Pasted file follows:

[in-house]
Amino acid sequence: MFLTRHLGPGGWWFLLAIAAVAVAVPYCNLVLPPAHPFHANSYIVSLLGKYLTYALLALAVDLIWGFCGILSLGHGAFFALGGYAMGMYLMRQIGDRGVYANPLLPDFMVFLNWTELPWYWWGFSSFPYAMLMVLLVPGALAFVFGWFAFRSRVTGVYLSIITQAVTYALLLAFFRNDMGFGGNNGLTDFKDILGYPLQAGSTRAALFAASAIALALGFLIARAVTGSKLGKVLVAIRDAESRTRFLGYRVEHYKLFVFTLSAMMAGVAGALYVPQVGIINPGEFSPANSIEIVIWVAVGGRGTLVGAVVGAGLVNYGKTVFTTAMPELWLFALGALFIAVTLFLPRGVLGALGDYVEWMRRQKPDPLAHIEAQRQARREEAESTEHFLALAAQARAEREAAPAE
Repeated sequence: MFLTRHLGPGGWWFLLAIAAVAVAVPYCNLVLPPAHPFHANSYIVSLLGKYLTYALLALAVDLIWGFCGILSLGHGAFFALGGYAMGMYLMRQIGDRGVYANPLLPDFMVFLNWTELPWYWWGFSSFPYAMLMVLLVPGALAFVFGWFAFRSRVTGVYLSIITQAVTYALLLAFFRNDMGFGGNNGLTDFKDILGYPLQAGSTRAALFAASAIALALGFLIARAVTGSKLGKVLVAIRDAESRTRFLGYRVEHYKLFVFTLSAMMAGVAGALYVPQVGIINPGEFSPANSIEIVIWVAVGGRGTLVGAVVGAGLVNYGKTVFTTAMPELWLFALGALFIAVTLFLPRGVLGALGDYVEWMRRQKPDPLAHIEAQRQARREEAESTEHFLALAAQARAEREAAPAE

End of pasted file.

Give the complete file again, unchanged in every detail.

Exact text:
[in-house]
Amino acid sequence: MFLTRHLGPGGWWFLLAIAAVAVAVPYCNLVLPPAHPFHANSYIVSLLGKYLTYALLALAVDLIWGFCGILSLGHGAFFALGGYAMGMYLMRQIGDRGVYANPLLPDFMVFLNWTELPWYWWGFSSFPYAMLMVLLVPGALAFVFGWFAFRSRVTGVYLSIITQAVTYALLLAFFRNDMGFGGNNGLTDFKDILGYPLQAGSTRAALFAASAIALALGFLIARAVTGSKLGKVLVAIRDAESRTRFLGYRVEHYKLFVFTLSAMMAGVAGALYVPQVGIINPGEFSPANSIEIVIWVAVGGRGTLVGAVVGAGLVNYGKTVFTTAMPELWLFALGALFIAVTLFLPRGVLGALGDYVEWMRRQKPDPLAHIEAQRQARREEAESTEHFLALAAQARAEREAAPAE
Repeated sequence: MFLTRHLGPGGWWFLLAIAAVAVAVPYCNLVLPPAHPFHANSYIVSLLGKYLTYALLALAVDLIWGFCGILSLGHGAFFALGGYAMGMYLMRQIGDRGVYANPLLPDFMVFLNWTELPWYWWGFSSFPYAMLMVLLVPGALAFVFGWFAFRSRVTGVYLSIITQAVTYALLLAFFRNDMGFGGNNGLTDFKDILGYPLQAGSTRAALFAASAIALALGFLIARAVTGSKLGKVLVAIRDAESRTRFLGYRVEHYKLFVFTLSAMMAGVAGALYVPQVGIINPGEFSPANSIEIVIWVAVGGRGTLVGAVVGAGLVNYGKTVFTTAMPELWLFALGALFIAVTLFLPRGVLGALGDYVEWMRRQKPDPLAHIEAQRQARREEAESTEHFLALAAQARAEREAAPAE